Shades of 2016, when the alt-left in Anchorage declared political holy war on Chugiak-Eagle River Assemblywoman Amy Demboski for a comment she had made on her radio talk show.
Back then, the mainstream media and leftwing bloggers explained to the public that Demboski, a conservative, had linked a Muslim family to a terrorist group.
Nothing of the sort had happened, but then-Assembly Chair Elvi Gray-Jackson publicly and tearfully apologized to the family anyway. The narrative had left the barn before the truth ever found its shoes.
Now, it’s Eagle River Assemblywoman Jamie Allard’s turn at the liberal’s burning stake. Allard, who is Hispanic, is the subject of a “whereas” complaint by fellow Assemblywoman Meg Zaletel, who doesn’t like the way Allard conducts her social media page on Facebook. The “Cancel Culture” war on Allard has begun in earnest.
Zaletel, who is an attorney, has a resolution drafted that lists a litany of grievances that Zaletel has against Allard, and then concludes by saying there is nothing the Assembly can do about it.
Zaletel posted screenshots of Allard’s comments on her own Facebook page, taking the war on Allard to her social media accounts.
Read the Zalatel resolution at this link:
In the complaint, Zaletel says Allard defended Nazis, when she pondered whether license plates with the words FUHRER and 3REICH could have alternate meanings.
Zaletel says that Allard deleted people from her Facebook page, and that her page was so offensive that Facebook took it down altogether, and the governor himself removed her from the Human Rights Commission.
(Leftist writers say that Allard deleted her own page, and no one seems to have the definitive answer on what happened to Allard’s Facebook page — did she accidentally delete it herself? The only evidence of that is an anonymous note attributed to Facebook but unverifiable. Did Facebook take action? A request to Facebook from this author went unanswered.)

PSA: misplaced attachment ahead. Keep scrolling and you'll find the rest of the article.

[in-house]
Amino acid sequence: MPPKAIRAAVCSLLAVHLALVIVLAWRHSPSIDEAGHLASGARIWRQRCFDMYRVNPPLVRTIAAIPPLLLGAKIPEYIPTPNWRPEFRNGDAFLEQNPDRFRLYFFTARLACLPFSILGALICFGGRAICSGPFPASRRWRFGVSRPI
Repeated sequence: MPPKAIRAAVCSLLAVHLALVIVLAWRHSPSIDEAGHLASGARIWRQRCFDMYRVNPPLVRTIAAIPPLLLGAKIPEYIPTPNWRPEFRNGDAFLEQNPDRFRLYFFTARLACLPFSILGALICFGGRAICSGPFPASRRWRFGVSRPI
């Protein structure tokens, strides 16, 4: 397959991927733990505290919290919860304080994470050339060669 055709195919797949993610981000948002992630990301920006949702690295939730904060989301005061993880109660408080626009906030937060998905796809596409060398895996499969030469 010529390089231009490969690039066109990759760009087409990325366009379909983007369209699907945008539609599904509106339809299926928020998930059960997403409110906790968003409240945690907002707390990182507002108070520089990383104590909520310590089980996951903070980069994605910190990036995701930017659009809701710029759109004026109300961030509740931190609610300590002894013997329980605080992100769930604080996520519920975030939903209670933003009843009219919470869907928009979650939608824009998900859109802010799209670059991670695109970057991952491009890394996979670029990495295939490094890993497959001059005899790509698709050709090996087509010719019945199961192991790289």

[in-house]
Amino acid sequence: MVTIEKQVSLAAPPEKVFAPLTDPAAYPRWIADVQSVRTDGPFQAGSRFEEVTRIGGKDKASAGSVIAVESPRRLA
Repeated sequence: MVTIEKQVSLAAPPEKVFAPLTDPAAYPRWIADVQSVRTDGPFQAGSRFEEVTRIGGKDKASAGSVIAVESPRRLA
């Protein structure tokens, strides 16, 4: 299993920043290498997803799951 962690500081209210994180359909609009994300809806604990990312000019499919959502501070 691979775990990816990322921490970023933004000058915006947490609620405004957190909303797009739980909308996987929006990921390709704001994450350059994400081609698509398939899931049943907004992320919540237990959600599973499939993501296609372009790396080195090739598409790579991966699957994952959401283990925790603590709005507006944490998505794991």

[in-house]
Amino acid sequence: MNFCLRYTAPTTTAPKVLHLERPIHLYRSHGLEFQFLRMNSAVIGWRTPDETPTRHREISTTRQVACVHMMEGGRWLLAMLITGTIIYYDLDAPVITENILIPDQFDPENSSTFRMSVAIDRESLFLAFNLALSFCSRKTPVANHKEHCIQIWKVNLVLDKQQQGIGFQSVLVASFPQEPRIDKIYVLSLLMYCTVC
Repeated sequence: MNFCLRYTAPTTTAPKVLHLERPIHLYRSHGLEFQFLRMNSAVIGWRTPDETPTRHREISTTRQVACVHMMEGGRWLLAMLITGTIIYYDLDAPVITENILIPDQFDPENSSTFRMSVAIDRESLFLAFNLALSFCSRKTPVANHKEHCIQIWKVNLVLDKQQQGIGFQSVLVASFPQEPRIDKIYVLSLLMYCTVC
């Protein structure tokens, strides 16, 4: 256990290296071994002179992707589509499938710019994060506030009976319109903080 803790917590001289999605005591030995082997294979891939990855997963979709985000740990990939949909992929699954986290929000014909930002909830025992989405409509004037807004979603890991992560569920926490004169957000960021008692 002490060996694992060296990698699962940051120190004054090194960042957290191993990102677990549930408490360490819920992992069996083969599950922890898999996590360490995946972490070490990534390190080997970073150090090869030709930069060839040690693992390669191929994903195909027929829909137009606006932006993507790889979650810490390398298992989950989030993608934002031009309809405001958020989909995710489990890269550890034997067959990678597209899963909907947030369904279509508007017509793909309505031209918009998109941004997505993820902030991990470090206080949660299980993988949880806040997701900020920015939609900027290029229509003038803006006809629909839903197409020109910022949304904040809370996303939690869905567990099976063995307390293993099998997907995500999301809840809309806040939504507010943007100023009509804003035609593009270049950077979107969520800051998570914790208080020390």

Zaletel has served on the Assembly since 2019, representing District 4 Seat F. Her term ends in 2022.
Allard was elected in 2020 and came in like a lion last spring when she took office on April 21. Her term ends in 2023.
Both Assemblywomen, who in some ways represent opposite political viewpoints, are now under pressure by opposing forces who want them to be recalled.
The recall effort against Zaletel failed after the municipal clerk refused to issue a petition booklet and the recall proponents didn’t pursue the case in court. Whether they will pursue Zaletel’s recall just one year before the election for that seat is unclear.
Also now subject to recall on the Assembly is Chairman Felix Rivera, who will stand for recall on the April 6 ballot, and Forrest Dunbar, who had an “application for recall petition” filed against him last week.
Dunbar is running for mayor but will also face a motivated recall movement in his East Anchorage district. They have an uphill battle, however: Dunbar was unopposed during his last election for Assembly. Some 8,780 votes were cast in that district, so 2,195 valid signatures are needed to place Dunbar’s name on a recall ballot.
The Tuesday Assembly meeting begins at 5 pm. The agenda and particulars are at this link.